Skip to comments.On Tape: Top UK Catholic Bishop: We Fight Poverty not Gay Unions
Posted on 09/25/2010 4:43:11 PM PDT by marshmallow
ROME, September 24, 2010 (LifeSiteNews.com) A day after the departure of Pope Benedict XVI from Britain, his senior archbishop, the unofficial head of the Catholic Church in England and Wales, told a BBC interviewer that the English bishops had purposely refused to oppose legalizing homosexual civil partnerships.
Attempting to defend the Catholic hierarchy from accusations of being opposed to the homosexualist political agenda around the world, Archbishop Vincent Nichols of Westminster hastened to assure the BBCs Huw Edwards, Thats not true.
In this country, we were very nuanced. We did not oppose gay civil partnerships. We recognized that in English law there might be a case for those. What we persistently said is that these are not the same as marriage.
Nichols was appearing as part of a panel to discuss the outcome of the papal visit, with Diarmaid MacCulloch, a homosexual Anglican and Oxford professor of church history, Tina Beattie, a Catholic academic known for her dissent from the Churchs teaching on abortion and marriage, and Lord Christopher Patten, a Catholic diplomat who had been appointed by the government to organize the papal visit.
Nichols went on to imply that Pope Benedict himself holds the issue of marriage as a low priority, saying, I think its very interesting, and I dont think for one minute its accidental, that when the pope wanted to raise this question, [in his address at Westminster Hall] where are the moral standards on which we base our activity, he chose as his example the financial crisis. I think thats very important and not to be overlooked.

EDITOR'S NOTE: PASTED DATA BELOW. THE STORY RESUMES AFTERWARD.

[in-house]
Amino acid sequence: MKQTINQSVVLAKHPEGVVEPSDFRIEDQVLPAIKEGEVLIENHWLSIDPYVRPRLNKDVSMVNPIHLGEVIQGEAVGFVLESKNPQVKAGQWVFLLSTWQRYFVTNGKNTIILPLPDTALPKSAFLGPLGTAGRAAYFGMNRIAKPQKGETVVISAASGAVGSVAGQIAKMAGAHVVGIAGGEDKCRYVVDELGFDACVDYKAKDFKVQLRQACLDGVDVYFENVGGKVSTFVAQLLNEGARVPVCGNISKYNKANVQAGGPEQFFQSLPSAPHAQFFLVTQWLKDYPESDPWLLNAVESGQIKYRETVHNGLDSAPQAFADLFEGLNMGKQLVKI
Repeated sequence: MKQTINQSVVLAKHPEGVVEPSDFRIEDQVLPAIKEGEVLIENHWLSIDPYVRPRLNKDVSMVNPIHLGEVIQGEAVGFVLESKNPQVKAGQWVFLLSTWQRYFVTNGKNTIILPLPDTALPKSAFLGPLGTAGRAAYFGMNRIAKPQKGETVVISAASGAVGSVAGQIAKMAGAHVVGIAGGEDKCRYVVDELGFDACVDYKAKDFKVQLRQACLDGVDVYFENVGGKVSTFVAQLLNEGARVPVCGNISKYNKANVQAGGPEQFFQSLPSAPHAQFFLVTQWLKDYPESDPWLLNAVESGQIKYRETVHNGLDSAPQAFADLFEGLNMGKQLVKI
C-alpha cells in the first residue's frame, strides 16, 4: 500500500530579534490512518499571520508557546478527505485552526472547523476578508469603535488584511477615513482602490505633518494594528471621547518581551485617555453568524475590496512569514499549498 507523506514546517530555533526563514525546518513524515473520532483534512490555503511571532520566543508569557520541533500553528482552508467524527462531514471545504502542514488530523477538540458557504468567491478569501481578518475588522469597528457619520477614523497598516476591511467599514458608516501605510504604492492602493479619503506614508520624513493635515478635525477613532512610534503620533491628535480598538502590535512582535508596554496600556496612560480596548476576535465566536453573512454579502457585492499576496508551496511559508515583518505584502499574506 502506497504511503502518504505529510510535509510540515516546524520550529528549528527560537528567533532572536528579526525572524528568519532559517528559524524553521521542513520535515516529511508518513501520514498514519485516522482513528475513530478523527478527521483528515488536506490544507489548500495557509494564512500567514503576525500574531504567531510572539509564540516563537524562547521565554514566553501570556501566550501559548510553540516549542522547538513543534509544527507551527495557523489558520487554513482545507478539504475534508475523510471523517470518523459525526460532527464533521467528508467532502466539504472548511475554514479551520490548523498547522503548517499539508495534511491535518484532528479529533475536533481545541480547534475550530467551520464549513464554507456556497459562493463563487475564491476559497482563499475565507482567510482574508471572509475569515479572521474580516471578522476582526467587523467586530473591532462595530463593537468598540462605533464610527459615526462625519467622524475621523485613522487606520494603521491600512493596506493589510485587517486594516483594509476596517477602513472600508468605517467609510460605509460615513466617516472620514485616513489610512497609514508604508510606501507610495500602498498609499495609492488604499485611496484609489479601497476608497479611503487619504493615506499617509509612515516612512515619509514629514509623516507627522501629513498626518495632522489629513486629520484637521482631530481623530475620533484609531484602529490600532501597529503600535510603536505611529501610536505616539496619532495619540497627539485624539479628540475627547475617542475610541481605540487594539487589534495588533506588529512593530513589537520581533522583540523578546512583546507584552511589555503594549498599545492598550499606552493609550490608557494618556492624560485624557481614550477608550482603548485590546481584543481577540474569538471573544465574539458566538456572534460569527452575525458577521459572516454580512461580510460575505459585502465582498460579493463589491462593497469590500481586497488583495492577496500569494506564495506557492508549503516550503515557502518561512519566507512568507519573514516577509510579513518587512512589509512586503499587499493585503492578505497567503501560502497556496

In response, a panelist said that the reason Benedict did not bring up the issue of homosexuality was that he could not get away with it in this country. The moral mood has shifted here.
Tina Beattie said that it was remarkable that the pope used the example of the financial crisis, because the Church usually interferes most vociferously with British politics in the areas of sexual morality.
Again Nichols said, Its not true.
The times we interfere most in British politics are either to do with poverty or to do with education. The media is obsessed with certain questions. But if you want to know what were really passionate about, its about the fight against poverty and the education of young people.
MacCulloch said he was pleased to hear Nichols answer, and agreed that the English Catholic Church has rather taken its own line on this, not the Vaticans line.
There is always a certain independence in the English Catholic Church and its good that that should be so.
Nichols has been under steady criticism from some prominent Catholics in Britain for his support for the former Labour governments plans to increase sex education in schools. The plans, which were partly drafted with help from the Catholic Education Service, would force religious schools to provide information to children on how to obtain abortions and contraceptives, without parental knowledge or consent. The plans would also have required that homosexuality be presented as a normal, morally neutral variant on human sexuality.